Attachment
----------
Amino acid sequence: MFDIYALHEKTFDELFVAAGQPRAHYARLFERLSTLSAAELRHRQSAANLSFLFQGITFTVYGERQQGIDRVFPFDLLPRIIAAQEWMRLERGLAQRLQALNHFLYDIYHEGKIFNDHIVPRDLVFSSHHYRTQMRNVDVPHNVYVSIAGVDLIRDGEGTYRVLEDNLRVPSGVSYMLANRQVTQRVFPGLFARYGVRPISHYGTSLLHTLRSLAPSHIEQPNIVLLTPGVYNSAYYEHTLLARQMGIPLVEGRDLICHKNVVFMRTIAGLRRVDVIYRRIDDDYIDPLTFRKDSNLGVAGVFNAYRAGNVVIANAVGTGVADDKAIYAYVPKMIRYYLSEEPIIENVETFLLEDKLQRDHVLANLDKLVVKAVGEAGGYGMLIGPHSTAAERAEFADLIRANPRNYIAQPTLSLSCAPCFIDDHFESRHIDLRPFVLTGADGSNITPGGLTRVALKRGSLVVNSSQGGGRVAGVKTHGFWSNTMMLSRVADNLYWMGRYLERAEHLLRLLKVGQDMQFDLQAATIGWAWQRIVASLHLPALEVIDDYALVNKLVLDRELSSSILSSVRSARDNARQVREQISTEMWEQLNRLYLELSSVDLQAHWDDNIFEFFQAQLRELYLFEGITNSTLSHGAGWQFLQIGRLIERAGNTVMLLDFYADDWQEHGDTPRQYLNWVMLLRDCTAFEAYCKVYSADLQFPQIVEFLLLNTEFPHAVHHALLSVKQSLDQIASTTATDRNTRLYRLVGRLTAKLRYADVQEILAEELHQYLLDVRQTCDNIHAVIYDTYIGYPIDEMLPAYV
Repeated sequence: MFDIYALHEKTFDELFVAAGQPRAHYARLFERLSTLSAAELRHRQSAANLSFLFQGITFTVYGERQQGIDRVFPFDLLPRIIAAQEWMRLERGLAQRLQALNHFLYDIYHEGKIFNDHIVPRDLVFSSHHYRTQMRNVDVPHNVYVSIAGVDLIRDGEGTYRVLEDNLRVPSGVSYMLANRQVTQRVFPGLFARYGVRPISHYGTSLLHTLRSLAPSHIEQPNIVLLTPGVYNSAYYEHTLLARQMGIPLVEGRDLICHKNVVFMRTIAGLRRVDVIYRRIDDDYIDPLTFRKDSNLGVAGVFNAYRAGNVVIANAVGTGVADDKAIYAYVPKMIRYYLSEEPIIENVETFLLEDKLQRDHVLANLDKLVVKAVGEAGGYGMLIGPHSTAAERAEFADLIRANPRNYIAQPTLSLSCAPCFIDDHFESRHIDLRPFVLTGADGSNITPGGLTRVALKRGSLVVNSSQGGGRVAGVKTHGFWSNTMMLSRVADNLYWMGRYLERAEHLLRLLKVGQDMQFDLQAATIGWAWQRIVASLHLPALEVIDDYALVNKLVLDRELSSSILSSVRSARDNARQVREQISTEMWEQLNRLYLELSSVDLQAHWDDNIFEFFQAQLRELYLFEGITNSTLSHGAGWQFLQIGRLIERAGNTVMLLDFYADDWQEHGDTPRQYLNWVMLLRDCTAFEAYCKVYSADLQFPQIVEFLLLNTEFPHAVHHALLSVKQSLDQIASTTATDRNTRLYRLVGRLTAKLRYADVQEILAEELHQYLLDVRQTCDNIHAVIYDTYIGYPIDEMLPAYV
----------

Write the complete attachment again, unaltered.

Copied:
Amino acid sequence: MFDIYALHEKTFDELFVAAGQPRAHYARLFERLSTLSAAELRHRQSAANLSFLFQGITFTVYGERQQGIDRVFPFDLLPRIIAAQEWMRLERGLAQRLQALNHFLYDIYHEGKIFNDHIVPRDLVFSSHHYRTQMRNVDVPHNVYVSIAGVDLIRDGEGTYRVLEDNLRVPSGVSYMLANRQVTQRVFPGLFARYGVRPISHYGTSLLHTLRSLAPSHIEQPNIVLLTPGVYNSAYYEHTLLARQMGIPLVEGRDLICHKNVVFMRTIAGLRRVDVIYRRIDDDYIDPLTFRKDSNLGVAGVFNAYRAGNVVIANAVGTGVADDKAIYAYVPKMIRYYLSEEPIIENVETFLLEDKLQRDHVLANLDKLVVKAVGEAGGYGMLIGPHSTAAERAEFADLIRANPRNYIAQPTLSLSCAPCFIDDHFESRHIDLRPFVLTGADGSNITPGGLTRVALKRGSLVVNSSQGGGRVAGVKTHGFWSNTMMLSRVADNLYWMGRYLERAEHLLRLLKVGQDMQFDLQAATIGWAWQRIVASLHLPALEVIDDYALVNKLVLDRELSSSILSSVRSARDNARQVREQISTEMWEQLNRLYLELSSVDLQAHWDDNIFEFFQAQLRELYLFEGITNSTLSHGAGWQFLQIGRLIERAGNTVMLLDFYADDWQEHGDTPRQYLNWVMLLRDCTAFEAYCKVYSADLQFPQIVEFLLLNTEFPHAVHHALLSVKQSLDQIASTTATDRNTRLYRLVGRLTAKLRYADVQEILAEELHQYLLDVRQTCDNIHAVIYDTYIGYPIDEMLPAYV
Repeated sequence: MFDIYALHEKTFDELFVAAGQPRAHYARLFERLSTLSAAELRHRQSAANLSFLFQGITFTVYGERQQGIDRVFPFDLLPRIIAAQEWMRLERGLAQRLQALNHFLYDIYHEGKIFNDHIVPRDLVFSSHHYRTQMRNVDVPHNVYVSIAGVDLIRDGEGTYRVLEDNLRVPSGVSYMLANRQVTQRVFPGLFARYGVRPISHYGTSLLHTLRSLAPSHIEQPNIVLLTPGVYNSAYYEHTLLARQMGIPLVEGRDLICHKNVVFMRTIAGLRRVDVIYRRIDDDYIDPLTFRKDSNLGVAGVFNAYRAGNVVIANAVGTGVADDKAIYAYVPKMIRYYLSEEPIIENVETFLLEDKLQRDHVLANLDKLVVKAVGEAGGYGMLIGPHSTAAERAEFADLIRANPRNYIAQPTLSLSCAPCFIDDHFESRHIDLRPFVLTGADGSNITPGGLTRVALKRGSLVVNSSQGGGRVAGVKTHGFWSNTMMLSRVADNLYWMGRYLERAEHLLRLLKVGQDMQFDLQAATIGWAWQRIVASLHLPALEVIDDYALVNKLVLDRELSSSILSSVRSARDNARQVREQISTEMWEQLNRLYLELSSVDLQAHWDDNIFEFFQAQLRELYLFEGITNSTLSHGAGWQFLQIGRLIERAGNTVMLLDFYADDWQEHGDTPRQYLNWVMLLRDCTAFEAYCKVYSADLQFPQIVEFLLLNTEFPHAVHHALLSVKQSLDQIASTTATDRNTRLYRLVGRLTAKLRYADVQEILAEELHQYLLDVRQTCDNIHAVIYDTYIGYPIDEMLPAYV